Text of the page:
Vasquez’s Memphis Trash Talking Fails Miserably

You can hardly blame the sports media for overhyping, at every single possible occasion, the importance of public smack-talk by teams before they play an important game. Not only does it make the media’s job of filling inches and radio time that much easier, but it also lets the media feel like they’re part of the game now, even when they aren’t. Whatever “bulletin board material” comes from the pre-game interviews probably has about zero effect on the game itself.

Memphis wins
(Not the team you want to talk trash about)

That said, if you’re going to question a team’s credentials, don’t do it if they’re eight seeds better than your team, and really don’t do it to the point where you suggest their team’s no better than yours. Coaches (and 99% of America) know this, and that’s why their players are coached to be boring, generic talking point robots; let’s keep the embarrassment on the court, etc. etc. But then there’s Maryland’s Greivis Vasquez, whose only problem has ever been, um, “caring too much.” Someone asked him a loaded question about Memphis’ strength of schedule, and the star Terrapin answered with the kind of honesty that makes coaches want to quit.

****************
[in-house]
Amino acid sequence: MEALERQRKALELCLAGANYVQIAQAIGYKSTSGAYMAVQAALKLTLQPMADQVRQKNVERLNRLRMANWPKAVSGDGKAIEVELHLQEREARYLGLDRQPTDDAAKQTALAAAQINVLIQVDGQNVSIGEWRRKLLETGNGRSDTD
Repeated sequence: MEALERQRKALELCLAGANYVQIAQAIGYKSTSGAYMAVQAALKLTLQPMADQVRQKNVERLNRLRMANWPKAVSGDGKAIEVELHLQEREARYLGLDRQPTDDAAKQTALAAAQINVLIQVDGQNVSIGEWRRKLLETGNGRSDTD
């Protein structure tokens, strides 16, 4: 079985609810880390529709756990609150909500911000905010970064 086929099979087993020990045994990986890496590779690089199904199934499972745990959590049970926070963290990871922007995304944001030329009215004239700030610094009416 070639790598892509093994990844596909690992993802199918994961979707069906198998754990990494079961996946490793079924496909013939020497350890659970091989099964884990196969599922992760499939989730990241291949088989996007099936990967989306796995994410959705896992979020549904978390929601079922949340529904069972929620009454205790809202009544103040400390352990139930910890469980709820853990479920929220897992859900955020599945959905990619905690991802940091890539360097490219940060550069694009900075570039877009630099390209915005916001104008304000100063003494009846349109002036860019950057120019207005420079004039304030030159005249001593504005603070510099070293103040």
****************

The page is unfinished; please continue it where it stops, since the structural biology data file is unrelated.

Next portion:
Read more…

Terps Player Tells Booing Fans: Shut The F*** Up

Booing never makes much sense. Sure, there are fans who say things like “I was booing the coach, not the players,” or the like, but you can’t make some people on the field/court/rink/chess table hear it and not others. It’s a boo. And unless it’s for a crappy call by the ref, it only compounds a frustrating situation for the athletes. That, and it reflects very poorly on the fan base as a whole.

Greivis Beard Disaster
(By the way, if they were booing his ridiculous beard thing, all commentary below is recalled.)

Maryland basketballer Greivis Vasquez is acutely aware of this, which made for a positively frosty night in College Park last night. According to the WASHINGTON POST (thanks, MR. IRRELEVANT), Vasquez violated Rule #1 of Booing Management 101, which is simple: never, ever, ever engage the fans. When booed after a missed free throw or a bad play, he shushed the fans with his finger or told them to, ahem, “shut the (expletive) up.” Over and over. Read more…